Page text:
There are many grey areas in trademark law that frustrate lawyers and clients alike because of the lack of straightforward answers to what seem to be simple questions. The legal status of domain names has been one such issue.
In some countries, such as the US, the approach of the courts in the early 2000s was to decline to recognise domain names as personal property. Courts initially likened domain names to telephone numbers, taking the approach that, like telephone numbers, a domain name is merely a contractual right (to be associated with a given internet protocol address) arising from a registration agreement between the domain name registrant and a registrar.
Since domain names were not considered personal property, US courts initially refused to order the seizure of domain names or to apply the tort of conversion in cases where domain names were improperly transferred.
As jurisprudence developed, US courts became more willing to accept that domain names were something more than mere contractual rights. The advent of the Anticybersquatting Consumer Protection Act (ACPA), which permits an in rem proceeding against a domain name (similar to tangible property), helped move jurisprudence forward in this regard, although that legislation falls short of actually stating that domain names are property.
By 2009 however, US courts—as well as courts in other countries—had generally come to the conclusion that domain names are indeed personal property and that is now the prevailing view in that country and elsewhere. Interestingly, at least one recently decided US case seems to have come full circle back to the proposition that domain names are “the product of a contract for services” rather than personal property.
In Canada, the dearth of court cases relating to domain name law—particularly in the early years—has meant that many principles which have evolved into essentially black-letter law in countries such as the US are still either in their infancy or are just beginning to gain momentum. Here, the answer to the question of whether domain names can or should be recognised as personal property is beginning to take shape with the recent Ontario Superior Court of Justice decision in Mold.ca Inc v Moldservices.ca Inc (Court file No.CV-13-480391) which confirmed that .ca domain names are personal property and are accordingly subject to the rules that govern any other type of personal property.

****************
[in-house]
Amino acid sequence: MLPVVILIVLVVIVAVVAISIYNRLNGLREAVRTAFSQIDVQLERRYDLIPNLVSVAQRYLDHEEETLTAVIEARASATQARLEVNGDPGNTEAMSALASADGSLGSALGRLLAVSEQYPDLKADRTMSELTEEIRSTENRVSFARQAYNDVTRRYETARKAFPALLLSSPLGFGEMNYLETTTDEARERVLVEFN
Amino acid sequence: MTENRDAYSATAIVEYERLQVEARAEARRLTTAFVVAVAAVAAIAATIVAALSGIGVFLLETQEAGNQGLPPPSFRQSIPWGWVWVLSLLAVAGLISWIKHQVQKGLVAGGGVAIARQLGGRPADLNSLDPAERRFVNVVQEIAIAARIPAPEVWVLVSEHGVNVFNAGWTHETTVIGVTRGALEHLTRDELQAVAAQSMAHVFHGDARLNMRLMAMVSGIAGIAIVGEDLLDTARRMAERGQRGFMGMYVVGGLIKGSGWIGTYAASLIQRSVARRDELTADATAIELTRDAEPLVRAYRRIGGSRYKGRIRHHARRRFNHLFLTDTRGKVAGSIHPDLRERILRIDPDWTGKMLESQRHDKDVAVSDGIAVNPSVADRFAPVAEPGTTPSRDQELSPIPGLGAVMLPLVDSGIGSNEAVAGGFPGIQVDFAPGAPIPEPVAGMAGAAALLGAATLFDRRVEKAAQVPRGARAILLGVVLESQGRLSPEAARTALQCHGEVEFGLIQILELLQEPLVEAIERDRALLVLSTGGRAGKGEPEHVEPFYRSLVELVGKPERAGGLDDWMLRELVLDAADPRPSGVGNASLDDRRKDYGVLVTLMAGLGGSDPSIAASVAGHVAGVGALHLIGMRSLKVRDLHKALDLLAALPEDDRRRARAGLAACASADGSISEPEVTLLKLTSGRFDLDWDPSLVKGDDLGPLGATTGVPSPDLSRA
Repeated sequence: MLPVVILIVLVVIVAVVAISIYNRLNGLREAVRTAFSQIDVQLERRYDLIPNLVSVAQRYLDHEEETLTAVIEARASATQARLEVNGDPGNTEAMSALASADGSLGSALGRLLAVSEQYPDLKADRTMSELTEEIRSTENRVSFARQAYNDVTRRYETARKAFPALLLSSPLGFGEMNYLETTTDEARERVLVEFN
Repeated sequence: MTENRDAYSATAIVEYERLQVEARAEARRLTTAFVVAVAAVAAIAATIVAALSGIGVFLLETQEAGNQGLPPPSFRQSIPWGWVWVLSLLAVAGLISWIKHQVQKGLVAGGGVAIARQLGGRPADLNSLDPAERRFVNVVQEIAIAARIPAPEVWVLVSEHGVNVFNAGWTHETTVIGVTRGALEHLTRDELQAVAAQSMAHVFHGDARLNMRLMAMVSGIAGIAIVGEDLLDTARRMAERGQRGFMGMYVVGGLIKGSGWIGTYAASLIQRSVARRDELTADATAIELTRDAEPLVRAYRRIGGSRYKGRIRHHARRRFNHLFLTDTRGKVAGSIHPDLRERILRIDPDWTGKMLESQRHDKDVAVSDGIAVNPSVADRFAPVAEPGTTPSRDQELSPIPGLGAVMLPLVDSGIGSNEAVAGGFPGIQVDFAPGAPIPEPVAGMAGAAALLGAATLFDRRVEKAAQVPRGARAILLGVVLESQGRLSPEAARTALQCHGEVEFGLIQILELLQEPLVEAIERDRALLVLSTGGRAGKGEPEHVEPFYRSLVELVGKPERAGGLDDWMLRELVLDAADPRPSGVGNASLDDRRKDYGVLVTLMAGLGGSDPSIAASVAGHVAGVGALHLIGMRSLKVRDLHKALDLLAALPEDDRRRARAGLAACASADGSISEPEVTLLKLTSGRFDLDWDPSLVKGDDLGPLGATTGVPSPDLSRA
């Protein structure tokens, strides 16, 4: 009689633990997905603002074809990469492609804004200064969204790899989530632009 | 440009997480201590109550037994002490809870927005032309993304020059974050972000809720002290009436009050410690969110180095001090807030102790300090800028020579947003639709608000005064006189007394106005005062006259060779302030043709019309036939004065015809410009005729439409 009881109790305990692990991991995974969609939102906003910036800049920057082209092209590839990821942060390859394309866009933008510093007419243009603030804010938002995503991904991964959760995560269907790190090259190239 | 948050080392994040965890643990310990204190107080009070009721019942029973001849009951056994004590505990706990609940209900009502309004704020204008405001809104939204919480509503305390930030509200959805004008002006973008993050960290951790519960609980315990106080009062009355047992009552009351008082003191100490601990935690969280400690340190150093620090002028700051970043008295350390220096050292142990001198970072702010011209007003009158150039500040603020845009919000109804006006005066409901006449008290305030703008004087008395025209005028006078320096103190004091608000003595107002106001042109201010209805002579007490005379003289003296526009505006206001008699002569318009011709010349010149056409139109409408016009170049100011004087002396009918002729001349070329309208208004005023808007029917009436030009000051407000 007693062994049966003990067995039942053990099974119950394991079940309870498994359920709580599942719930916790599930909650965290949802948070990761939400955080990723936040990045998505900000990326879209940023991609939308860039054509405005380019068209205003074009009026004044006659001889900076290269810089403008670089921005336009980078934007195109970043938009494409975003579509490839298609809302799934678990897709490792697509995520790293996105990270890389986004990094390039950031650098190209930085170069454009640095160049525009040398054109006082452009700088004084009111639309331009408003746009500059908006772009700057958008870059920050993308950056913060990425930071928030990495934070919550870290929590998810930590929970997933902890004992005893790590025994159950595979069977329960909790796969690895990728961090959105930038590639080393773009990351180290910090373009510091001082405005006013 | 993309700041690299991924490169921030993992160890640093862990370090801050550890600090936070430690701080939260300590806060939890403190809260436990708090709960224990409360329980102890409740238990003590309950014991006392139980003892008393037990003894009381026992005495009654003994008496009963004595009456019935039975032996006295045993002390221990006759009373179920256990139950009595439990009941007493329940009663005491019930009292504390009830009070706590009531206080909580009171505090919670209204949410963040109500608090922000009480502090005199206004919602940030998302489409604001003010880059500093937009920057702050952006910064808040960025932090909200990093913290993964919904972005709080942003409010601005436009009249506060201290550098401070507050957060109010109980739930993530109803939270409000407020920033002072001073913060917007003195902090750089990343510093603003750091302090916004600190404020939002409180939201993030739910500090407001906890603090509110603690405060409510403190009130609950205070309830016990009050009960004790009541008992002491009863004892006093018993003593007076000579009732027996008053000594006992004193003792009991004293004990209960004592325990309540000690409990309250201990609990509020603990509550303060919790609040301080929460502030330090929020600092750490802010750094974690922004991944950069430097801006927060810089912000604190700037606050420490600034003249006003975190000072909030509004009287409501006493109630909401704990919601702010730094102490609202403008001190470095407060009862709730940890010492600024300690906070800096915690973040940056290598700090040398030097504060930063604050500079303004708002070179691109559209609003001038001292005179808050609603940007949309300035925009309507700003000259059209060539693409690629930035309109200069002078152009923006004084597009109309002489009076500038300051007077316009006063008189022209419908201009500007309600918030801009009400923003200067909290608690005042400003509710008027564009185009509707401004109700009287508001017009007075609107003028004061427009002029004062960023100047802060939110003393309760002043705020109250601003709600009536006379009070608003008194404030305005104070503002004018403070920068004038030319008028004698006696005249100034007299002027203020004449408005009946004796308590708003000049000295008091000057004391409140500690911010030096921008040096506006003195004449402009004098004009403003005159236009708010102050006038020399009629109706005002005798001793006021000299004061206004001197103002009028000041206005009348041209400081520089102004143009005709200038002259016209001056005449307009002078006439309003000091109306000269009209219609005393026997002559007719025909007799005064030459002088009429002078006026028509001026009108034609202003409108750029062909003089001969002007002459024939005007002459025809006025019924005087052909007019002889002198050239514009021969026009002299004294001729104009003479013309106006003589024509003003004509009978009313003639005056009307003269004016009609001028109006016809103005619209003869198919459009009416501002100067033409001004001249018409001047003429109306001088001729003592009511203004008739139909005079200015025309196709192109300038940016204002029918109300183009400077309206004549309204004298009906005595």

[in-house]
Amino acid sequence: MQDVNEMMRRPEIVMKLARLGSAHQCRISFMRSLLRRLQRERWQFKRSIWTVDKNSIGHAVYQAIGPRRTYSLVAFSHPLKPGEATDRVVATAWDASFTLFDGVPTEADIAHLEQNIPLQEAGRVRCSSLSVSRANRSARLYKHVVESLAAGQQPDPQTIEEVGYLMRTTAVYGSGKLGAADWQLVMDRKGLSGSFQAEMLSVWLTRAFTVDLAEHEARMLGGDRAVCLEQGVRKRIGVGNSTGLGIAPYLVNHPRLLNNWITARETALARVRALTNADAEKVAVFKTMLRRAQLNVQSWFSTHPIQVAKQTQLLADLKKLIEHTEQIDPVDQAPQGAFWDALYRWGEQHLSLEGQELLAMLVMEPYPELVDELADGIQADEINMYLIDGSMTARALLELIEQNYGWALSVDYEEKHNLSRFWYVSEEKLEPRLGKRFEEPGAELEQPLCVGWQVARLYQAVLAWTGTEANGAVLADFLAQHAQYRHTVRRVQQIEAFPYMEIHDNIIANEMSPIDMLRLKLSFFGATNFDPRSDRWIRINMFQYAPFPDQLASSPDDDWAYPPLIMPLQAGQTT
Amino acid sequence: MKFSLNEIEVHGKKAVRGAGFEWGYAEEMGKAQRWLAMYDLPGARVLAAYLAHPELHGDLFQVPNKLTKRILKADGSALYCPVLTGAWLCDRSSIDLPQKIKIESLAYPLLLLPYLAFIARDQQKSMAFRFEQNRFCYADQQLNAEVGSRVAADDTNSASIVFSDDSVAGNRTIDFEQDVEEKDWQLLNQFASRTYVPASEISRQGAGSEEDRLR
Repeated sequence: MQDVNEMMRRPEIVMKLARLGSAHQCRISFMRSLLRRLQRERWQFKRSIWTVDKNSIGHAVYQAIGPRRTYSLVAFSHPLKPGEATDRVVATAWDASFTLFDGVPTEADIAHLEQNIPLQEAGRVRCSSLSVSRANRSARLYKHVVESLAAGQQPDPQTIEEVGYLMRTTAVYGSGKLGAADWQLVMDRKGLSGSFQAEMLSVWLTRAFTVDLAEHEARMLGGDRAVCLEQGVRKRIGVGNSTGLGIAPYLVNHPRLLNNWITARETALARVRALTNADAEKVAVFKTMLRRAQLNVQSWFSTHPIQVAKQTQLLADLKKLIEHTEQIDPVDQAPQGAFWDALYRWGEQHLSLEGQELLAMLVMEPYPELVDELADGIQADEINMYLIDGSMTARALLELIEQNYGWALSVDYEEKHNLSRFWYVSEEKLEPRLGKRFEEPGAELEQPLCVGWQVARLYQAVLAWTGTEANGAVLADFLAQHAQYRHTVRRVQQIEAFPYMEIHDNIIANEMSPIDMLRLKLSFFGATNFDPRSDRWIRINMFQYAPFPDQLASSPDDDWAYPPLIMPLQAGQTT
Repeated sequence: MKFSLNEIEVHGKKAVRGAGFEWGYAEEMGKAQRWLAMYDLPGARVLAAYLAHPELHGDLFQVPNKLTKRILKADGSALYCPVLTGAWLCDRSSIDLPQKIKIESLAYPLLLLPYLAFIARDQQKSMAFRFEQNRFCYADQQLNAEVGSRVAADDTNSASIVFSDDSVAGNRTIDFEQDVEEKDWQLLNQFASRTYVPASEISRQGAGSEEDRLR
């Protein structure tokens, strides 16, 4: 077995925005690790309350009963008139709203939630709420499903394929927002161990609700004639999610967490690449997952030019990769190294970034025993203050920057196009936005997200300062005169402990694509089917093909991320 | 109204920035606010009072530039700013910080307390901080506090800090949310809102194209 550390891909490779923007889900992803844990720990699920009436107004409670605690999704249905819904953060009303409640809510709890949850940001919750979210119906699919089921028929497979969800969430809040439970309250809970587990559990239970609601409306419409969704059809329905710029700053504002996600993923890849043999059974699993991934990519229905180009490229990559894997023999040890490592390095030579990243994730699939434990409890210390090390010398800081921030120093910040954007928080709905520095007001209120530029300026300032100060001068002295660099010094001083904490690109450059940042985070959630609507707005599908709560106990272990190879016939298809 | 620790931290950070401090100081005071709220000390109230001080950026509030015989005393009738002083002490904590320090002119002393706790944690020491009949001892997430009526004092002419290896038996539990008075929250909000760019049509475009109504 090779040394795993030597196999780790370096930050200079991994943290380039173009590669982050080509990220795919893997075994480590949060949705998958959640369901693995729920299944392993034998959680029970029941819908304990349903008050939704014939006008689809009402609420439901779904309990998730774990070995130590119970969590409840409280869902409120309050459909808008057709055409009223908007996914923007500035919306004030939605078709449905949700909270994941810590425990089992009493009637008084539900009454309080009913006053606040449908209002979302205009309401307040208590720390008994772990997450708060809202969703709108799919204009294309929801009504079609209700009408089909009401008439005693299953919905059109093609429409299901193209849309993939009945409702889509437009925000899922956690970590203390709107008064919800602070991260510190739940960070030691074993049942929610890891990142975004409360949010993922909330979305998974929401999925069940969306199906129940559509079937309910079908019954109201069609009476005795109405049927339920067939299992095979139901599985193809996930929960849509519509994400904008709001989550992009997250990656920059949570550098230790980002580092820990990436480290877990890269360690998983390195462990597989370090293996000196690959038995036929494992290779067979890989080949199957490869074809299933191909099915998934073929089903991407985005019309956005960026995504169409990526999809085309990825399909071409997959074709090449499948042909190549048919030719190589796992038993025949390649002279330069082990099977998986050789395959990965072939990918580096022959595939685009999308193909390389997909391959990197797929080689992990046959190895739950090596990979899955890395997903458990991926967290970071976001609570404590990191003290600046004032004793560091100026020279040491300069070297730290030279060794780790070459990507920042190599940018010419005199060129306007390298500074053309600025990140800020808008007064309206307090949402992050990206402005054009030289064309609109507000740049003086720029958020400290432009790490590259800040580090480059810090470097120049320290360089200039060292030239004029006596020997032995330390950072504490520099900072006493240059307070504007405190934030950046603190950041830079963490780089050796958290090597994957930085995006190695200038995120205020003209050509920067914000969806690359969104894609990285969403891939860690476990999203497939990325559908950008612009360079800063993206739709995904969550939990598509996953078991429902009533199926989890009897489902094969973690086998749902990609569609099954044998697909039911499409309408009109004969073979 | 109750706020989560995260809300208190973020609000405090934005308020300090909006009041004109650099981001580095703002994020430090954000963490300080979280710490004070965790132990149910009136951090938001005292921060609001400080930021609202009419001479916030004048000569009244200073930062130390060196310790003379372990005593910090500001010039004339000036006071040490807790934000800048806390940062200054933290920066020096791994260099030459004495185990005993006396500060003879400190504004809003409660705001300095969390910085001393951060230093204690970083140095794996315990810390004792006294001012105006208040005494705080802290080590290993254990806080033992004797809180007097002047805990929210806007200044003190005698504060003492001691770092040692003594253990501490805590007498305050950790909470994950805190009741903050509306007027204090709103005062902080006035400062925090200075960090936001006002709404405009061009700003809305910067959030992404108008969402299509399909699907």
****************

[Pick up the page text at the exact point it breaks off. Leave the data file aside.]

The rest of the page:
A decision of the Ontario Court of Appeal in 2011 had already determined that domain names can be considered personal property in some contexts. Leave to appeal against that decision to the Supreme Court of Canada was sought but denied. The decision was helpful but uncertainties remained, since it may be the final word for the moment in Ontario but is not binding on the other provinces or territories.
Moreover, while the decision confirmed that domain names are personal property for the purpose of serving a claim in respect of a domain name, it did not really address the question in other contexts, for example whether title in a domain name can exist independently of a registration, can they be stolen, can they be seized to satisfy a debt, or sold in bankruptcy proceedings?
The Mold.ca Inc case pushes the envelope a bit further by confirming—at least in Ontario—that title in .ca domain names exists independently of the registration of those domain names.
The issue in the case was essentially whether a party other than the registrant could have title to the domain name. The plaintiff sought relief from the court after having failed to recover the disputed domains through Canadian dispute resolution process proceedings due to the absence of evidence of bad faith or any infringement of third-party rights.
The Ontario court agreed with the plaintiff that “the issue is a simple matter of property law” and in so doing held that the plaintiff company owned the title in the domain names, which had been wrongly converted by the defendant. The domains, together with all administrative information and passwords, were ordered to be transferred to the plaintiff.
Aside from the need for Canada to take its place among the nations of the world having a robust and effective IP rights protection system in place, IP legislative reform is also widely considered to be essential to ensuring Canada’s continued economic growth and competitive edge on the world stage.
Questions? If you have any questions please call 613-232-5300 to speak to a professional or email us at OwnWhatsYours@aventum.law.